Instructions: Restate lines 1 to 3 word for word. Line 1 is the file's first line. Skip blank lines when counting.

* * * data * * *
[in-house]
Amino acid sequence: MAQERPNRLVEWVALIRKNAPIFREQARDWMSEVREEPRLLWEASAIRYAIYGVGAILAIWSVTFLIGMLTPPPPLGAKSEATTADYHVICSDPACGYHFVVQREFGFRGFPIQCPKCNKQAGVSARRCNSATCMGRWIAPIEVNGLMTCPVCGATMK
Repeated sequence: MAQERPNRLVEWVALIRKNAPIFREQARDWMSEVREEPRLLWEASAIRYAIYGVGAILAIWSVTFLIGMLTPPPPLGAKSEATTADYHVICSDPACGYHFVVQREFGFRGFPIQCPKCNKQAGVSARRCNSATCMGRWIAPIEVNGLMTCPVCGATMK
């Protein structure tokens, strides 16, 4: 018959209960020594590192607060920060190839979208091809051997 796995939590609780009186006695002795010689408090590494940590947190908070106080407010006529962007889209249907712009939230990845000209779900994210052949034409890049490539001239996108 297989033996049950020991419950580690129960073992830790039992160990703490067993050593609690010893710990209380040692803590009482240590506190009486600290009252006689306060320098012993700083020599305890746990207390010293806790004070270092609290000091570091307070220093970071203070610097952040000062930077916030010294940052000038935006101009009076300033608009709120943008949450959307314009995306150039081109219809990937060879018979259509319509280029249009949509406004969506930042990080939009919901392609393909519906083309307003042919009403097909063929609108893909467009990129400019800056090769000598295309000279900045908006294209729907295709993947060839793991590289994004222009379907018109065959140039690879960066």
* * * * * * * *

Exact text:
[in-house]
Amino acid sequence: MAQERPNRLVEWVALIRKNAPIFREQARDWMSEVREEPRLLWEASAIRYAIYGVGAILAIWSVTFLIGMLTPPPPLGAKSEATTADYHVICSDPACGYHFVVQREFGFRGFPIQCPKCNKQAGVSARRCNSATCMGRWIAPIEVNGLMTCPVCGATMK
Repeated sequence: MAQERPNRLVEWVALIRKNAPIFREQARDWMSEVREEPRLLWEASAIRYAIYGVGAILAIWSVTFLIGMLTPPPPLGAKSEATTADYHVICSDPACGYHFVVQREFGFRGFPIQCPKCNKQAGVSARRCNSATCMGRWIAPIEVNGLMTCPVCGATMK